In electronic design automation, the solder mask is treated as a layer of the printed circuit board, and is described as a Gerber file like any other layer, such as the copper and silkscreen layers.Typical names for these layers include tStop/bStop (EAGLE), LSMVS/LSMRS (WEdirekt) or GTS/GBS (Gerber and many others).
Electronic design automation (EDA), also referred to as electronic computer-aided design (ECAD), is a category of software tools for designing electronic systems such as integrated circuits and printed circuit boards. The tools work together in a design flow that chip designers use to design and analyze entire semiconductor chips. Since a modern semiconductor chip can have billions of components, EDA tools are essential for their design.
The Gerber format is an open ASCII vector format for 2D binary images. It is the de facto standard used by printed circuit board (PCB) industry software to describe the printed circuit board images: copper layers, solder mask, legend, drill data, etc.
EAGLE is a scriptable electronic design automation (EDA) application with schematic capture, printed circuit board (PCB) layout, auto-router and computer-aided manufacturing (CAM) features. EAGLE stands for Easily Applicable Graphical Layout Editor and is developed by CadSoft Computer GmbH. The company was acquired by Autodesk Inc. in 2016.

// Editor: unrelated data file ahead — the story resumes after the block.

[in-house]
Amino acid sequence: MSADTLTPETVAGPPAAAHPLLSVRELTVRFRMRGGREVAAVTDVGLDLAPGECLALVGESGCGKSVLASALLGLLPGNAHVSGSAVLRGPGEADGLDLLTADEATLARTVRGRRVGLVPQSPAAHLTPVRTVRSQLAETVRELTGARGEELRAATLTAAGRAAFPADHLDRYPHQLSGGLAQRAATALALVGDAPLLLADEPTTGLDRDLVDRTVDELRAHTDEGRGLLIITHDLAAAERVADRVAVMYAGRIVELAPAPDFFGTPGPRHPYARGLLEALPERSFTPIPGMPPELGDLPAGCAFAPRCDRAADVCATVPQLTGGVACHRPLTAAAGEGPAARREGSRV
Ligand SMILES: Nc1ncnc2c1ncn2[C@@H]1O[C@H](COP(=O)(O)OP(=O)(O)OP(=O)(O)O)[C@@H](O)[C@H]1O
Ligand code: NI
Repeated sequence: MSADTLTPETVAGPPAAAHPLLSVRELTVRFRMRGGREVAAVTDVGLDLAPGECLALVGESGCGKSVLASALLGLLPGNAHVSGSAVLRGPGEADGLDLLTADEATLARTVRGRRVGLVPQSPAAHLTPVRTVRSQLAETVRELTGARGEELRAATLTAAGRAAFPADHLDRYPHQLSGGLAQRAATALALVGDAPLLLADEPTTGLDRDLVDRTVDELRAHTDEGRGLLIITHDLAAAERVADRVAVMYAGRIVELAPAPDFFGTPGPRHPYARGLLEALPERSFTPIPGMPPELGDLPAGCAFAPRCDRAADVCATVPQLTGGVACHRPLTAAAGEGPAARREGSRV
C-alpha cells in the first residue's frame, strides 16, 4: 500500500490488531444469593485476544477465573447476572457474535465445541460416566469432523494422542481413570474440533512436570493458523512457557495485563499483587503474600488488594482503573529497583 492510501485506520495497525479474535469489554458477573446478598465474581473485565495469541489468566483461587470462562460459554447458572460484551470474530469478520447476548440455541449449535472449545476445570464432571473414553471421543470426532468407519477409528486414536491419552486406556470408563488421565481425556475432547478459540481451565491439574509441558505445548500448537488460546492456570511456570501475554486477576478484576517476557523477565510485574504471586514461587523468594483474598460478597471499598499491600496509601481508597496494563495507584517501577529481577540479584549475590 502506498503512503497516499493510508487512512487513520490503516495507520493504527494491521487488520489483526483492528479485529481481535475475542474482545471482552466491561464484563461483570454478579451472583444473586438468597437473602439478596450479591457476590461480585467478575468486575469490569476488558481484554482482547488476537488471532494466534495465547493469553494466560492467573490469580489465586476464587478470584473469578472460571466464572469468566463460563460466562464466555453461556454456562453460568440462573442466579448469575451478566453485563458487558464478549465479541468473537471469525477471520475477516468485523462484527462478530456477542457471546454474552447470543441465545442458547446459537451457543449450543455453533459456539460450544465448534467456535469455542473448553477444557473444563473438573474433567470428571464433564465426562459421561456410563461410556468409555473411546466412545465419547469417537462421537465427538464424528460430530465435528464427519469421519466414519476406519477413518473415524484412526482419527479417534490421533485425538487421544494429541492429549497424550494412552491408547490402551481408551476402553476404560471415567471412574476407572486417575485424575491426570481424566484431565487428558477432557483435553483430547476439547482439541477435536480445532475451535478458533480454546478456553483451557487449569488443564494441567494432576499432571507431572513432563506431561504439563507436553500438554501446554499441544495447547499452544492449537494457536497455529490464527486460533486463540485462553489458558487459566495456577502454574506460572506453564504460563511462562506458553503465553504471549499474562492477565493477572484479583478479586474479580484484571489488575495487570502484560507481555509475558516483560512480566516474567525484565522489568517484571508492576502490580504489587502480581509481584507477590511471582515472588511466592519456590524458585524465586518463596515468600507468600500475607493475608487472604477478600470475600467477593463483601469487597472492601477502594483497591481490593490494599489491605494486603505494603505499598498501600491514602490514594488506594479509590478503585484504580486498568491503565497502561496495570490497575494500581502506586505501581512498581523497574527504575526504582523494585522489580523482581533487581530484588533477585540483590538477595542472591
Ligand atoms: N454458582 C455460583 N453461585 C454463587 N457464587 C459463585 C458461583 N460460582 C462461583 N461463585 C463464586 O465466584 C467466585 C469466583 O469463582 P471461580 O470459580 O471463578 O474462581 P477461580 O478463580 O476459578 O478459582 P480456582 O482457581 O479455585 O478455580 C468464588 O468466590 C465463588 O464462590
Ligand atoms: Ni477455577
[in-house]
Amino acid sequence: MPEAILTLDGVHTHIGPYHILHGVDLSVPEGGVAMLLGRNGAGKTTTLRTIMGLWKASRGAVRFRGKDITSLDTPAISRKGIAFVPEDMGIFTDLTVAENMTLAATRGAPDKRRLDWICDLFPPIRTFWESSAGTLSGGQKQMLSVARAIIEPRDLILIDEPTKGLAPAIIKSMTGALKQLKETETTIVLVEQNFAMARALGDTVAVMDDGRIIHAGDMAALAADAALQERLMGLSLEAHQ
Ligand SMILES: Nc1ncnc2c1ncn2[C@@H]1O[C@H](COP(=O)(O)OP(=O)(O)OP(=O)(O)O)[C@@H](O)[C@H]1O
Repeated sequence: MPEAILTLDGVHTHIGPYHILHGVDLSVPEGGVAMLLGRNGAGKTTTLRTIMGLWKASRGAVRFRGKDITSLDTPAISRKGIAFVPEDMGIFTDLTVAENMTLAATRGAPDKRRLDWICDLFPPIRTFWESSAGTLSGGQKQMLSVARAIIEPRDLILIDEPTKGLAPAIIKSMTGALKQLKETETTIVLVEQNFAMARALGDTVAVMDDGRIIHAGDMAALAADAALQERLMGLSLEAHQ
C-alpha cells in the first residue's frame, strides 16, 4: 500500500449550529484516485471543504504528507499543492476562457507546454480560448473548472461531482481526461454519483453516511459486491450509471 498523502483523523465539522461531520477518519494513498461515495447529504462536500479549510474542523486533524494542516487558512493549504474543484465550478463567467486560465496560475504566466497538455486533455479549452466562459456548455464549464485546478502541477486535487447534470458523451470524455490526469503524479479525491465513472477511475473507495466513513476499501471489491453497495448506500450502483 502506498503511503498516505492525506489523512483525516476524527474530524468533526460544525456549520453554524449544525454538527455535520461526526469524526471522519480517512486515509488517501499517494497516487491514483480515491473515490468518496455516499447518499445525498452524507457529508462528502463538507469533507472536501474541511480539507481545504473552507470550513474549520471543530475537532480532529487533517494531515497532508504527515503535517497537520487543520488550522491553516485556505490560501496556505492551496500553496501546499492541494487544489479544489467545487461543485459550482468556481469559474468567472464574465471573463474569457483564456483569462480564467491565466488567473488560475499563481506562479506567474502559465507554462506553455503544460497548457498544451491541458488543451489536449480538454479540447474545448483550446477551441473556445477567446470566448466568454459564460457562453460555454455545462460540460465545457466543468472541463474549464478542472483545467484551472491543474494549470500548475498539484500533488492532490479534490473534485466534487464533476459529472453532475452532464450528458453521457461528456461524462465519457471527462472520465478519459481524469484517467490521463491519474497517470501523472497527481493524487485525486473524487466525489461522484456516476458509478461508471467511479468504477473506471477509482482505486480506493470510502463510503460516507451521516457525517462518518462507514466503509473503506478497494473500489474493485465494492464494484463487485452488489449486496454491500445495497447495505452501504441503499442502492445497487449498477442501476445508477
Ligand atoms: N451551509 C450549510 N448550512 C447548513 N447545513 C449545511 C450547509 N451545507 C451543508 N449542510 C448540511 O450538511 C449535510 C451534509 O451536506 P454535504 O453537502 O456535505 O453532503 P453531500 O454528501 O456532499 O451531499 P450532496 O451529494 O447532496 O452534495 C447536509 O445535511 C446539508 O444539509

A photoplotter is a specialized electro-opto-mechanical machine that exposes a latent image on a medium, usually high-contrast monochromatic (black-and-white) photographic film, using a light source under computer control. Once the film has been exposed, it must be processed before it is ready for use.
Surface-mount technology (SMT) is a method for producing electronic circuits in which the components are mounted or placed directly onto the surface of printed circuit boards (PCBs). An electronic device so made is called a surface-mount device (SMD). In industry, it has largely replaced the through-hole technology construction method of fitting components with wire leads into holes in the circuit board. Both technologies can be used on the same board, with the through-hole technology used for components not suitable for surface mounting such as large transformers and heat-sinked power semiconductors.